entertainment/pop culture

JLaw’s Nudes Don’t Matter

Circa the mid 2000s, no cellular device came without a camera. And with the birth of social networking, what a time it was to be alive. Gross teenagers were now capable of being gross wherever they could get three bars, whenever they pleased. Sure, your uncle might have found your MySpace account and got you grounded for two months, or you could have exceeded your monthly texts because you were so consumed by your need to share your prepubescent boobs with a guy who had a Mercedez that wasn’t his (or even his dad’s) as his AIM icon, but it was indisputably the birth of a new era.

imageFast forward a decade, and not only do we have Snapchat and Tinder, but we have “private browsing” courtesy of iOS 5, allowing us to watch porn without worrying what will happen when our phones end up in the hands of our technologically challenged relatives for whatever reason. Again, what a time to be alive.

I haven’t been following the situation very closely, because as none of this effects my BAC or my paycheck, it doesn’t interest me, but from what I’ve seen on my social media newsfeeds, someone hacked into the iCloud accounts of female celebrities and exposed their nudes.

imageI’m an idiot (and probably will be for at least a good five more years) and happen to have a tight ass bod, so I’ve taken my share of nudes. Most people my age have. With so much technology and so many hormones and so much time left for our brains to develop, you can barely blame us.

Sending nudes is stupid, but exposing them is low. I can excuse naivety much easier than I can excuse an intentional act of malice with the sole purpose of humiliating someone. But this situation is even more absurd, because the photos weren’t leaked by recipients of the photos. These celebrities’ private accounts were hacked into, and their property was distributed all over the internet. The ‘don’t send nudes unless you want them leaked’ argument is unreasonable in and of itself, but completely inapplicable to the fiasco at hand. Should I not have a home unless I want it invaded? Should I not have nice things unless I want them stolen?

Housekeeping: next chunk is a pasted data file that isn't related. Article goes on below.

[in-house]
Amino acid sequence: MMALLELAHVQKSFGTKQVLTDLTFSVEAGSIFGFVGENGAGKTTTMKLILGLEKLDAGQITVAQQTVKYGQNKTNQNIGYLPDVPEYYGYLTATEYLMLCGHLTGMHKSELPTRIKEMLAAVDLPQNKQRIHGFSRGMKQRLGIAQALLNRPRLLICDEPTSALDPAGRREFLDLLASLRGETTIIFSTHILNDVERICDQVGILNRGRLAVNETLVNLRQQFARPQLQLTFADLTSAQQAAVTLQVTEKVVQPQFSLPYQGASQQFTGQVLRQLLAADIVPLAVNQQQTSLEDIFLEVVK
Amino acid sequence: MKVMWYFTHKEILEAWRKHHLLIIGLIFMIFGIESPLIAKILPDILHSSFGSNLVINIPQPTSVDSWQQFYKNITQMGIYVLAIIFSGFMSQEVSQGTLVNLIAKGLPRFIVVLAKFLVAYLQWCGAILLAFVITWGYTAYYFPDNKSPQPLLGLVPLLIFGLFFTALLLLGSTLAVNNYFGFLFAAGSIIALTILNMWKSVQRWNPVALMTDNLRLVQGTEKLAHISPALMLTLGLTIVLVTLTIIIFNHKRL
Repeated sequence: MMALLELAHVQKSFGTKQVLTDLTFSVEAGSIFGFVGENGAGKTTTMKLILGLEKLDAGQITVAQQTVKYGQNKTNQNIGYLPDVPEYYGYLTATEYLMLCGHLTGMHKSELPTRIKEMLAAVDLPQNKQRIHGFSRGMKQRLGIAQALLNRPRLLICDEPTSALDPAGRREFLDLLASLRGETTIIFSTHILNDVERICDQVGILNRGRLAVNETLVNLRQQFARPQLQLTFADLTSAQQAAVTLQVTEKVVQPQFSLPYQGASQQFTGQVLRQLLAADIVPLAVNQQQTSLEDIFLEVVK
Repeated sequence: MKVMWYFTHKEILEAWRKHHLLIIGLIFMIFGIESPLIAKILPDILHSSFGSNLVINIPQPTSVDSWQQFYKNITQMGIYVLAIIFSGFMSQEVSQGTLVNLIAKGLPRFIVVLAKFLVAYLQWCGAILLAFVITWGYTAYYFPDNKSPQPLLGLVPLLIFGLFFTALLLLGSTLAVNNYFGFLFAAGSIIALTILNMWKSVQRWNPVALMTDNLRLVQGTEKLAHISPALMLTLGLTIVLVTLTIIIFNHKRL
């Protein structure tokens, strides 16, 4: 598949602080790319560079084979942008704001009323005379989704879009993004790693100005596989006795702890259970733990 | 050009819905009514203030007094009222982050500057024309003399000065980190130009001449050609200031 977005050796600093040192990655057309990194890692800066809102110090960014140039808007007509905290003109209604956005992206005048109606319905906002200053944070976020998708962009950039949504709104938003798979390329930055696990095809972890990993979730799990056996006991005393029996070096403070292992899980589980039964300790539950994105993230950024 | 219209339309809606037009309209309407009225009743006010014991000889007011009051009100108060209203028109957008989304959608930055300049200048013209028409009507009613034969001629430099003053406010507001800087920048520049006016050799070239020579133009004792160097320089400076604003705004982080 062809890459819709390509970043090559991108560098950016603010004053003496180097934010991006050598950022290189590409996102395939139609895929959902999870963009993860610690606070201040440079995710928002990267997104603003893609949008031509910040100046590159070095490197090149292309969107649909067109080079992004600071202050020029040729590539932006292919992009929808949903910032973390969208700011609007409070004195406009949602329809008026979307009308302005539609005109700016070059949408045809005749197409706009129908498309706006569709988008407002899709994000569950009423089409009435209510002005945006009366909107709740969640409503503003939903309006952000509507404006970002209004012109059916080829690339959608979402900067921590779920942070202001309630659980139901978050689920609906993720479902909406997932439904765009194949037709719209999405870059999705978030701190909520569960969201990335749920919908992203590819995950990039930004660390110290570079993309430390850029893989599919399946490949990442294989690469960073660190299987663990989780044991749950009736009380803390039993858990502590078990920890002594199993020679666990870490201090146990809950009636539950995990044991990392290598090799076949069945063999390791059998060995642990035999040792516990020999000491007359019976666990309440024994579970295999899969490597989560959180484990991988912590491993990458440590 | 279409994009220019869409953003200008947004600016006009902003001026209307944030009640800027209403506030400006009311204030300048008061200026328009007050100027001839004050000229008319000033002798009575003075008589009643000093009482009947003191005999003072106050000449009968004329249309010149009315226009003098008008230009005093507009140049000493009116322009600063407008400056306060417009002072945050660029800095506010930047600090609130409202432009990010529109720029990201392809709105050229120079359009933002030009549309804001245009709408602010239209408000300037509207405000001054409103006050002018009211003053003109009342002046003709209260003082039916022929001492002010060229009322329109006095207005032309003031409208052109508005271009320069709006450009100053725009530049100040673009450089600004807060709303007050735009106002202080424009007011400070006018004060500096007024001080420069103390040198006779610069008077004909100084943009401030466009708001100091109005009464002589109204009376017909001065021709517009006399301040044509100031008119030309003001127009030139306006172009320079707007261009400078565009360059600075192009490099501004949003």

imageI am genuinely sorry for any of the celebrities that have had their privacy violated, but most of the dialogue around this is turning this into an issue of feminism, and I don’t believe that’s the case. I believe this has much more to do with our society’s celebrity obsession than gender inequality.  I don’t remember a public outcry when Dylan Sprouse’s nudes were leaked, or Kanye West’s, or Chris Brown’s, or any other male celebrities. To me, the issue is that celebrities are humans, but revered as gods, so everything they do is blown out of proportion and attributed much more importance than it deserves, whether it be in or against their interest. Our culture has a perverse fixation on these people and the goings on of their daily lives, and that’s evident in the checkout line of every grocery store.

imageAs much as I despise celebrity worship, celebrities in general (not in this particular situation) don’t have my sympathy, because it’s our collective obsession that makes them as excessively wealthy as they are. As much as they complain about paparazzi, the paparazzi takes pictures of them to sell to the tabloids to keep them in the spotlight, relevant and rich. I’m inclined not to feel especially bad for anyone that could make my college tuition by selling their dirty underwear to some loaded lunatic.

As upset as JLaw and co may be about what happened, like everything else in Hollywood, this will blow over in a week or two, and in the long run with the right publicists and connections it will probably make them more money. They will be just fine, and the world will continue collapsing on itself. The end.




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